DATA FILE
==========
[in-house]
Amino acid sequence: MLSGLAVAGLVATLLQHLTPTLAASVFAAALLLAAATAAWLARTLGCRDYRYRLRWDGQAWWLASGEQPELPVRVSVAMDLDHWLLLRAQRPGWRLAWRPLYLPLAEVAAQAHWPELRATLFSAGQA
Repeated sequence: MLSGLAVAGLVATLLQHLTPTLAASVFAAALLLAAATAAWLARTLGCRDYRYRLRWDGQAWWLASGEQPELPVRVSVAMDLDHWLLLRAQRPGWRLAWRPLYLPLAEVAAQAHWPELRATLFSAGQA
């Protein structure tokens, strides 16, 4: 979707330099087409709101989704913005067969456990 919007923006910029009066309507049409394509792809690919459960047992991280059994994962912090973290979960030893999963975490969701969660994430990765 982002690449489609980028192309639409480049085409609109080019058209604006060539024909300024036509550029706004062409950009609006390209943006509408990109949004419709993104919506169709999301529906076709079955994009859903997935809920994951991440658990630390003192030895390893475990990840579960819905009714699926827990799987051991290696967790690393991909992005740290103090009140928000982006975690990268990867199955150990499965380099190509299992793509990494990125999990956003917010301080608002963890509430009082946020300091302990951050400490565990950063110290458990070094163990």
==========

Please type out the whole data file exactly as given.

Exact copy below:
[in-house]
Amino acid sequence: MLSGLAVAGLVATLLQHLTPTLAASVFAAALLLAAATAAWLARTLGCRDYRYRLRWDGQAWWLASGEQPELPVRVSVAMDLDHWLLLRAQRPGWRLAWRPLYLPLAEVAAQAHWPELRATLFSAGQA
Repeated sequence: MLSGLAVAGLVATLLQHLTPTLAASVFAAALLLAAATAAWLARTLGCRDYRYRLRWDGQAWWLASGEQPELPVRVSVAMDLDHWLLLRAQRPGWRLAWRPLYLPLAEVAAQAHWPELRATLFSAGQA
């Protein structure tokens, strides 16, 4: 979707330099087409709101989704913005067969456990 919007923006910029009066309507049409394509792809690919459960047992991280059994994962912090973290979960030893999963975490969701969660994430990765 982002690449489609980028192309639409480049085409609109080019058209604006060539024909300024036509550029706004062409950009609006390209943006509408990109949004419709993104919506169709999301529906076709079955994009859903997935809920994951991440658990630390003192030895390893475990990840579960819905009714699926827990799987051991290696967790690393991909992005740290103090009140928000982006975690990268990867199955150990499965380099190509299992793509990494990125999990956003917010301080608002963890509430009082946020300091302990951050400490565990950063110290458990070094163990």